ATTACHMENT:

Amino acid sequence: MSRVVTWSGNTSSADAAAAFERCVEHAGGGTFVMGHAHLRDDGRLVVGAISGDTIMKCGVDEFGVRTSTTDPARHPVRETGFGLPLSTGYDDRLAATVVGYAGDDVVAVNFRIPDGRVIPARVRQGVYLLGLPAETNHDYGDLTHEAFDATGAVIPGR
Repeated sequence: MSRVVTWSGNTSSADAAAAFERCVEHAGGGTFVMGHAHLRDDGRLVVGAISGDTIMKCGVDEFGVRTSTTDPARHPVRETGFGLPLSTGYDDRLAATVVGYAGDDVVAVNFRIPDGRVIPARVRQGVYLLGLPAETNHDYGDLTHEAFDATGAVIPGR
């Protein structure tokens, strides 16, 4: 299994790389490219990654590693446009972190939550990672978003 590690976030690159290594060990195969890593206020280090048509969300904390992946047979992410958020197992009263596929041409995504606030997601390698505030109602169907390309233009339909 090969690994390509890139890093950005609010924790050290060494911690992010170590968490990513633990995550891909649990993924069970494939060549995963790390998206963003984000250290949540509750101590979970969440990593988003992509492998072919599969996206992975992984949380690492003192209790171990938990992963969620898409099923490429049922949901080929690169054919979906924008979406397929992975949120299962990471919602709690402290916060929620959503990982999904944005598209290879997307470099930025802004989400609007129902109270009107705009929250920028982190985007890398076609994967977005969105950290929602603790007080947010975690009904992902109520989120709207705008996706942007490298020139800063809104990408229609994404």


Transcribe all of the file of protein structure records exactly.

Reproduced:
Amino acid sequence: MSRVVTWSGNTSSADAAAAFERCVEHAGGGTFVMGHAHLRDDGRLVVGAISGDTIMKCGVDEFGVRTSTTDPARHPVRETGFGLPLSTGYDDRLAATVVGYAGDDVVAVNFRIPDGRVIPARVRQGVYLLGLPAETNHDYGDLTHEAFDATGAVIPGR
Repeated sequence: MSRVVTWSGNTSSADAAAAFERCVEHAGGGTFVMGHAHLRDDGRLVVGAISGDTIMKCGVDEFGVRTSTTDPARHPVRETGFGLPLSTGYDDRLAATVVGYAGDDVVAVNFRIPDGRVIPARVRQGVYLLGLPAETNHDYGDLTHEAFDATGAVIPGR
């Protein structure tokens, strides 16, 4: 299994790389490219990654590693446009972190939550990672978003 590690976030690159290594060990195969890593206020280090048509969300904390992946047979992410958020197992009263596929041409995504606030997601390698505030109602169907390309233009339909 090969690994390509890139890093950005609010924790050290060494911690992010170590968490990513633990995550891909649990993924069970494939060549995963790390998206963003984000250290949540509750101590979970969440990593988003992509492998072919599969996206992975992984949380690492003192209790171990938990992963969620898409099923490429049922949901080929690169054919979906924008979406397929992975949120299962990471919602709690402290916060929620959503990982999904944005598209290879997307470099930025802004989400609007129902109270009107705009929250920028982190985007890398076609994967977005969105950290929602603790007080947010975690009904992902109520989120709207705008996706942007490298020139800063809104990408229609994404």